After the tragic death of their bassist Simon Wring in 2011, Gallon Drunk continued as a trio, releasing The Road Gets Darker From Here, a furious raw document of their stance at the time, almost a tribute to their own live appearances. After that, the band toured with Leo Kurunis on bass, and today the quartet has moved on even more, bringing also with them that raw, furious sound, combined with even better tracks, making these recordings some of their best work to date.
“The Soul Of The Hour” starts off carefully in a quiet piano mood and with a careful approach by Ian White on the toms (overall approval of his use of toms,
Continue reading Gallon Drunk – The Soul Of The Hour […]
Through A Pre-Memory is an embrace of the titans; two behemoths of the dronederground, Mika Vainio of Pan Sonic and Stephen O’Malley of Sunn O)))/Khanate/KTL/Lotus Eaters and head of the Ideologic Organ label. While screeching black metal, doom, glitch, noise and dark ambient may not be the most obvious of bedfellows, they all share an interest in exploring the trans-human, using sundry technologies to evoke images of vast, empty spaces; images of nightmarish, industrial landscapes.
That’s a large part of what makes ÄÄNIPÄÄ‘s Through A Pre-Memory such a gripping listen: every tool and trick and production method comes with its own prehistory, its own loaded context, which allows these two sonic architects to build vast and interesting edifices; sprawling alien soundworlds. The
Continue reading ÄÄNIPÄÄ – Through A Pre-Memory […]
Touch & Go
We are living in the era of re. Remakes, reissues, reunions and yes, remasters are becoming the staple of our cultural life. I for one have a tendency to resignedly sigh “oh, really?” when I hear of another bit of creative heritage being given a once over, a new lease of life – the defibrillator paddles being applied to the long cold corpse of something that has passed into the mists of time. Things have a time and a place, and even if they were great, their legacy may best be served by leaving them there.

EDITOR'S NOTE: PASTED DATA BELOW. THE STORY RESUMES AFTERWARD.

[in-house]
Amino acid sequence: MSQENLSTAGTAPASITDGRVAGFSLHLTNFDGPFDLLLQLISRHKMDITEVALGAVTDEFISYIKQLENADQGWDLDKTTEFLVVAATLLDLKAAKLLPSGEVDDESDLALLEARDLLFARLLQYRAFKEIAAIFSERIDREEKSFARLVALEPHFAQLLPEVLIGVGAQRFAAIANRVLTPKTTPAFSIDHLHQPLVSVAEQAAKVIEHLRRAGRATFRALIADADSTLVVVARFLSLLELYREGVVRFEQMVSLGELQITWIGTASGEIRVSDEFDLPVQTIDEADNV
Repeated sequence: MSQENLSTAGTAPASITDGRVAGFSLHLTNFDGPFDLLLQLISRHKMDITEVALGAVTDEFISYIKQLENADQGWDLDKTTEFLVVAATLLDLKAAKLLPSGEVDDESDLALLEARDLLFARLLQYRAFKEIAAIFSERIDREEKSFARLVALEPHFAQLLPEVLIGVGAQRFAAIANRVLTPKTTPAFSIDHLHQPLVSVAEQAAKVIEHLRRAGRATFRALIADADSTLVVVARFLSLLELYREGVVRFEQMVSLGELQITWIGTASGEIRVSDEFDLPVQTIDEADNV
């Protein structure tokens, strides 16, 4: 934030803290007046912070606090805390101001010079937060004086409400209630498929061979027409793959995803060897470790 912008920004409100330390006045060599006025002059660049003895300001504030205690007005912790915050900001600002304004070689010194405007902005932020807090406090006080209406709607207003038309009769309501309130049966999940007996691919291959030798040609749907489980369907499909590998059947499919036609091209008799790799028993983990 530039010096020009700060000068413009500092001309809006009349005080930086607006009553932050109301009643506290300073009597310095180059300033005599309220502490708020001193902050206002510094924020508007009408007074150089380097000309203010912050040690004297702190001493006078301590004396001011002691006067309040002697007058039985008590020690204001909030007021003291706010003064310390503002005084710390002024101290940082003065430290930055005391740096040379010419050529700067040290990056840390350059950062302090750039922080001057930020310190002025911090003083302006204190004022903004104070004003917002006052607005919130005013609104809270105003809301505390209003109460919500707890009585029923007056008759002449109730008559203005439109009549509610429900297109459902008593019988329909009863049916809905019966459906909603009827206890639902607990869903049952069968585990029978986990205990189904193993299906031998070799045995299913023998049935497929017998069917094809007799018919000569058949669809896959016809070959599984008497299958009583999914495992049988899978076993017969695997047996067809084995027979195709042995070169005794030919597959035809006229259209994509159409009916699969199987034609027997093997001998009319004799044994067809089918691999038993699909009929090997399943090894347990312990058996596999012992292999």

So, in the case of Slint’s 1991 album Spiderland – of which a remastered version is being made available as a vinyl box
Continue reading Slint – Spiderland […]
Sound of Cobra (LP)/Paradigms (CD)
No-one would have believed that in the first years of the 21st century that human affairs were being watched from the timeless worlds of space…
Easterfaust is The Cosmic Dead’s 12” vinyl, two track wig out to spiral galaxies via doses of Krautrock and good old space rock. The vinyl comes in glorious coloured loveliness with some artwork that wouldn’t have been out of place on a Barney Bubbles Hawkwind album sleeve from 1973. The packaging is lovely enough alone to make you want to fork out your hard-earned cash, but what about the music?
Part one starts with a lilting riff with swirls of sound that drift around beneath its chord structure. Some primal vocalising punches
Continue reading The Cosmic Dead – Easterfaust […]
Absolutely loving this musique concrète mixer: its powertooled psych-o-delia of mis-shapes pleases me no end, quivers a satisfying kraut dot’n’dashes too. The overall sprawl is akin to a modern rework of The Faust Tapes, and well, I wouldn’t expect anything less, as The Wasp Boutique is one part Jean-Hervé Péron after all. This is rousing fare for sure, thrown into the light by Peter Strickland of Berberian Sound Studio fame and housed in a Babs Santini collage that’s definitely designed to keep you awake at night.
Aptly-monkiered The Art-Errorist, he’s coupling the sonic limelight with the multi-talented Zsolt Sőrés. Now, I’m unfamiliar with this chap’s work, but going by the sounds on this handsome slab of double vinyl he certainly shares more than
Continue reading Art-Errorist and Zsolt Sörés – The Wasp Boutique […]